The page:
McDurmon argues, People can haggle over the finer points of the definition of the word ‘racism,’ but what really matters now is whether those who have more power are willing to serve and sacrifice for those of our brethren who don’t. What matters is whether we have a passion for justice, and are ready to turn that passion into real, physical, relational solutions.
McDurmon has adopted the language of those from a value system absolutely foreign to Scripture and which were formulated in the pagan academy in the 20th Century. McDurmon speaks of the power class, a mythical group of people with the near-omnipotent power to affect change, the type and kind that is needed to help the suppressed class of permanent victims of the power class. The power class, oozing with privilege, must now “serve and sacrifice” (give stuff) for the oppressed. The notion of reparations for past grievances (which rewards those not personally victimized and punishes those not individually guilty, neither of which is in any sense just) oozes from McDurmon’s keyboard in the term, “real, physical, relational solutions.”
In short, the Gospel is not enough. The well-to-do need to cough it up. “Justice” is a term McDurmon is increasingly letting the pagan define, rather than the Sacred Writ. McDurmon does leave himself room to stop short of full-blown government-given redistribution of wealth, however:
I certainly won’t follow Carson if he thinks any kind of government program of redistribution of wealth is the answer, but it certainly does not scare me to discuss “distributive” justice in general, for that can simply mean the need for private, charitable solutions from Christian individuals and churches. This most definitely is God’s law for us today.
Here is the primary malfunction of McDurmon’s characteristic inability to follow a line of Biblical reasoning. First, “distributive” justice is not a thing. He pulled that out of nowhere. The Eighth Commandment presupposes the right of private property ownership. What this means is that no one is entitled to what belongs to you. Therefore, whatever wealth may be voluntarily redistributed by private individuals or charities is not “justice.” Justice is that which is demanded and can be coerced. In fact, that the lightbulb illuminating his inconsistencies didn’t go off in his brain when he typed “charitable solutions” and “distributive justice” in the same sentence is astounding. Charity is, by definition, a matter of mercy. Mercy is not the same as justice.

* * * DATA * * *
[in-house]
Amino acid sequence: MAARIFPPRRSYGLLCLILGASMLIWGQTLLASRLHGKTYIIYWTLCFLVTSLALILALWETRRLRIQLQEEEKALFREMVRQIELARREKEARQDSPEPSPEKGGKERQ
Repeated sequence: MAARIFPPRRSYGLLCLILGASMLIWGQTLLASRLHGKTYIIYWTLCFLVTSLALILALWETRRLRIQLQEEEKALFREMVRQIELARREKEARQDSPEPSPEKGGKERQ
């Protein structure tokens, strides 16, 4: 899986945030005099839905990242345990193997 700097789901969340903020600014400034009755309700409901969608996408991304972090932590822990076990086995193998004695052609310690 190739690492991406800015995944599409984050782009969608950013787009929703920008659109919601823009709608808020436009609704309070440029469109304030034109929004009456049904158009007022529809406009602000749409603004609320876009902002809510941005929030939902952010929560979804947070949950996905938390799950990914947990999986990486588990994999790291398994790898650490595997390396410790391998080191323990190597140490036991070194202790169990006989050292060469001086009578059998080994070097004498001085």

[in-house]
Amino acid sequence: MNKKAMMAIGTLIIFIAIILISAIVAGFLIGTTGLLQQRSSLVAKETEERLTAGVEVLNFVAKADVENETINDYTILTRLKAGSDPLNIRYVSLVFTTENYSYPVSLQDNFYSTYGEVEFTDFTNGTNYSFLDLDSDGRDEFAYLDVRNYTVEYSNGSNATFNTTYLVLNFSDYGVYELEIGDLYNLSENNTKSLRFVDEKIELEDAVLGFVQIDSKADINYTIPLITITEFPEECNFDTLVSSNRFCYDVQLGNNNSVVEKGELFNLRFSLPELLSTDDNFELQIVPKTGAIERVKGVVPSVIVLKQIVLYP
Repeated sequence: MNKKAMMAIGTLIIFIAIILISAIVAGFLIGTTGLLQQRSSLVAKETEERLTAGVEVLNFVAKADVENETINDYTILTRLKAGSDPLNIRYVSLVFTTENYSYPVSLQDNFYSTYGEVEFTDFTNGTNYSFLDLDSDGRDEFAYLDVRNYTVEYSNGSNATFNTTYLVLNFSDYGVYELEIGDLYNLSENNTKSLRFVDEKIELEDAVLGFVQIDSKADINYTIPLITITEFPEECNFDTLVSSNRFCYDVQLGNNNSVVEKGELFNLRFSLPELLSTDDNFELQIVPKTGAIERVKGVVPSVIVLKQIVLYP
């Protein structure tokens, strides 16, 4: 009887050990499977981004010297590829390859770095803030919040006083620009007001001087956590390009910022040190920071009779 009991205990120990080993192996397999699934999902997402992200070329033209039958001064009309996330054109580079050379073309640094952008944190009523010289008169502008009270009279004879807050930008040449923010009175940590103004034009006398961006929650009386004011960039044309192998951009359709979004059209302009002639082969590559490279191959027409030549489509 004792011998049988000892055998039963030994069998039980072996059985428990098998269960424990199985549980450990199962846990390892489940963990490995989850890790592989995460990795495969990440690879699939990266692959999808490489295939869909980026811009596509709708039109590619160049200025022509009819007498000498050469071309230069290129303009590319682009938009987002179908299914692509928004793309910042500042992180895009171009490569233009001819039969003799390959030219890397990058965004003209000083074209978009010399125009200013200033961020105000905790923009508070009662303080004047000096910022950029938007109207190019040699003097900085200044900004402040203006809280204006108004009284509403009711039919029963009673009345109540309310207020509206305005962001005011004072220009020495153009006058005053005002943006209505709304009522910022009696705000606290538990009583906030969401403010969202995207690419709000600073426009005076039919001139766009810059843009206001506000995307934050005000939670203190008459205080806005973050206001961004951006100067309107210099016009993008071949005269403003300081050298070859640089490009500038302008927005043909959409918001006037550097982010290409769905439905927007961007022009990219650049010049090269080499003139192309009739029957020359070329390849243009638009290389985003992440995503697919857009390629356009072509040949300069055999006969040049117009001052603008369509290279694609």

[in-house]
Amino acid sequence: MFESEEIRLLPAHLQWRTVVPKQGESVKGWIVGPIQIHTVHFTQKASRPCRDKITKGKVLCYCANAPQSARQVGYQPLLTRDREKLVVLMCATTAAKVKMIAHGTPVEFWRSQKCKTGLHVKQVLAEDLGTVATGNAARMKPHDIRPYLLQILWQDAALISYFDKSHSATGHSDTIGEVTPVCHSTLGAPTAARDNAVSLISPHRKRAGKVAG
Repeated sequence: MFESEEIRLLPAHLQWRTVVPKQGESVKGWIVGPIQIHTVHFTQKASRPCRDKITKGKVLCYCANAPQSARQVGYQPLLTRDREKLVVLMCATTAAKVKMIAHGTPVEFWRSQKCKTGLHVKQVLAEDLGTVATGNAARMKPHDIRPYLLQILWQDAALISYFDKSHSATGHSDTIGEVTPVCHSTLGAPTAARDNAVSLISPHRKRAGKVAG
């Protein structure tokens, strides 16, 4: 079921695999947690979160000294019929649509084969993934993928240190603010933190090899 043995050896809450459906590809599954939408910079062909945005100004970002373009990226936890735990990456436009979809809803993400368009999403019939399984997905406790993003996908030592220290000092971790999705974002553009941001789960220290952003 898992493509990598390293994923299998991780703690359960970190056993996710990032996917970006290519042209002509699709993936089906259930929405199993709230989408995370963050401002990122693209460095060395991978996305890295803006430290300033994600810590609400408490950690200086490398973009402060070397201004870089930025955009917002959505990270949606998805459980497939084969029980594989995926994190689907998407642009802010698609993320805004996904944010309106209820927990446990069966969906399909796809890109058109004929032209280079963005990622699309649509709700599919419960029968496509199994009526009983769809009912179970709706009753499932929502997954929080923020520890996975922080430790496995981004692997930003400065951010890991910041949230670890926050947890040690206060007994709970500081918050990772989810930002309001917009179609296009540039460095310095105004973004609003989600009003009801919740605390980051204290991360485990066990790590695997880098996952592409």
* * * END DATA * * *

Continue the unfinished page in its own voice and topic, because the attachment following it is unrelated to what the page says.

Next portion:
This is the flaw of the entire Social Justice movement as promoted by “woke” evangelicalism. Caring for the widows, the orphans, the needy, the alien and sojourner, or the disenfranchised is not a matter of “justice” at all. It is a matter of mercy. A widow is not entitled to a husband. An orphan is not entitled to another’s property. An alien is not entitled to Citizenship. A hungry person is not entitled to food. A sick person is not entitled to medical care. However, all of these things, if done properly, could be provided for by Biblical acts of mercy. To call these acts justice is to show a grossly unbiblical view of justice and mercy.
The notion of entitlement is a part of the current zeitgeist. I would wager to bet that our church’s food pantry feeds more hungry people in a week than American (Re)Vision has fed in its entire existence. And yet, we recognize that this is an act of mercy. No one is entitled to the food we give them, although some may act like it.
Furthermore, McDurmon fails miserably at understanding the proper place of the Civil Magistrate and the individual Christian. He argues above that individuals and charities should engage in these acts of “justice,” but 1 Peter 2 and Romans 13 are both abundantly clear that it is the government – and not the church and not individuals – that are tasked with the act of justice. Understanding the government’s responsibility to do justice, there is no logical reason why the government – and not individuals or charities – should be redistributing wealth.
Finally, while noting that “[Wealth redistribution is] most definitely God’s law for us today,” McDurmon fails to cite any pertinent New Testament passage that demands individual, voluntary wealth redistribution as an act of “justice” in fighting perceived cultural wrongs. And that’s because the entire notion is contrived.
The windmill McDurmon is fighting – and by extension, Carson – is the myth that the evangelical church is somehow fighting against so-called “racial reconciliation.” Poppycock. Give me names. Who are they? Who are the prominent evangelical leaders who do not want the races to reconcile? What makes reconciliation difficult are those who insist on class and race divisions, those who claim the unprosperous are entitled to the wealth of others as a matter of justice and those, generally speaking, who insist on being given Mammon in order to get along with others. And those are the ones who are divisive.